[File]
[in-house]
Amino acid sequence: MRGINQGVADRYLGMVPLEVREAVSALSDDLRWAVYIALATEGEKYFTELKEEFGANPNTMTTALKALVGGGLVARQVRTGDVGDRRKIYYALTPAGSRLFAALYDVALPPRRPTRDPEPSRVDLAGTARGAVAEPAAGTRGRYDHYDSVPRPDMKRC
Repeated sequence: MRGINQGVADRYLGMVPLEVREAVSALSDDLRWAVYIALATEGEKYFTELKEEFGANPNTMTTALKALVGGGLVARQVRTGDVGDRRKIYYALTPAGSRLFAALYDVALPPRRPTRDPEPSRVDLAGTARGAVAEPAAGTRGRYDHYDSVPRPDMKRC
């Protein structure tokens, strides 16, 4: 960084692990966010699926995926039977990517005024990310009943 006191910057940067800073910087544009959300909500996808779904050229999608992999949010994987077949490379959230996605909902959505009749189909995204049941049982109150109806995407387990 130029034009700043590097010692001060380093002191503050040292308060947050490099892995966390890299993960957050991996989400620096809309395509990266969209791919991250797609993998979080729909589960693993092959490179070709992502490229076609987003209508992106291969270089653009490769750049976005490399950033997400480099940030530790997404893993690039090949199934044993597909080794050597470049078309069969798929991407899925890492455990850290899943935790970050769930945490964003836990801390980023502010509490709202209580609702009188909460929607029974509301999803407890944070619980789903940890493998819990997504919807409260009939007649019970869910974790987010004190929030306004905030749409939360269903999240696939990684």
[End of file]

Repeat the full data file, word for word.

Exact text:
[in-house]
Amino acid sequence: MRGINQGVADRYLGMVPLEVREAVSALSDDLRWAVYIALATEGEKYFTELKEEFGANPNTMTTALKALVGGGLVARQVRTGDVGDRRKIYYALTPAGSRLFAALYDVALPPRRPTRDPEPSRVDLAGTARGAVAEPAAGTRGRYDHYDSVPRPDMKRC
Repeated sequence: MRGINQGVADRYLGMVPLEVREAVSALSDDLRWAVYIALATEGEKYFTELKEEFGANPNTMTTALKALVGGGLVARQVRTGDVGDRRKIYYALTPAGSRLFAALYDVALPPRRPTRDPEPSRVDLAGTARGAVAEPAAGTRGRYDHYDSVPRPDMKRC
């Protein structure tokens, strides 16, 4: 960084692990966010699926995926039977990517005024990310009943 006191910057940067800073910087544009959300909500996808779904050229999608992999949010994987077949490379959230996605909902959505009749189909995204049941049982109150109806995407387990 130029034009700043590097010692001060380093002191503050040292308060947050490099892995966390890299993960957050991996989400620096809309395509990266969209791919991250797609993998979080729909589960693993092959490179070709992502490229076609987003209508992106291969270089653009490769750049976005490399950033997400480099940030530790997404893993690039090949199934044993597909080794050597470049078309069969798929991407899925890492455990850290899943935790970050769930945490964003836990801390980023502010509490709202209580609702009188909460929607029974509301999803407890944070619980789903940890493998819990997504919807409260009939007649019970869910974790987010004190929030306004905030749409939360269903999240696939990684």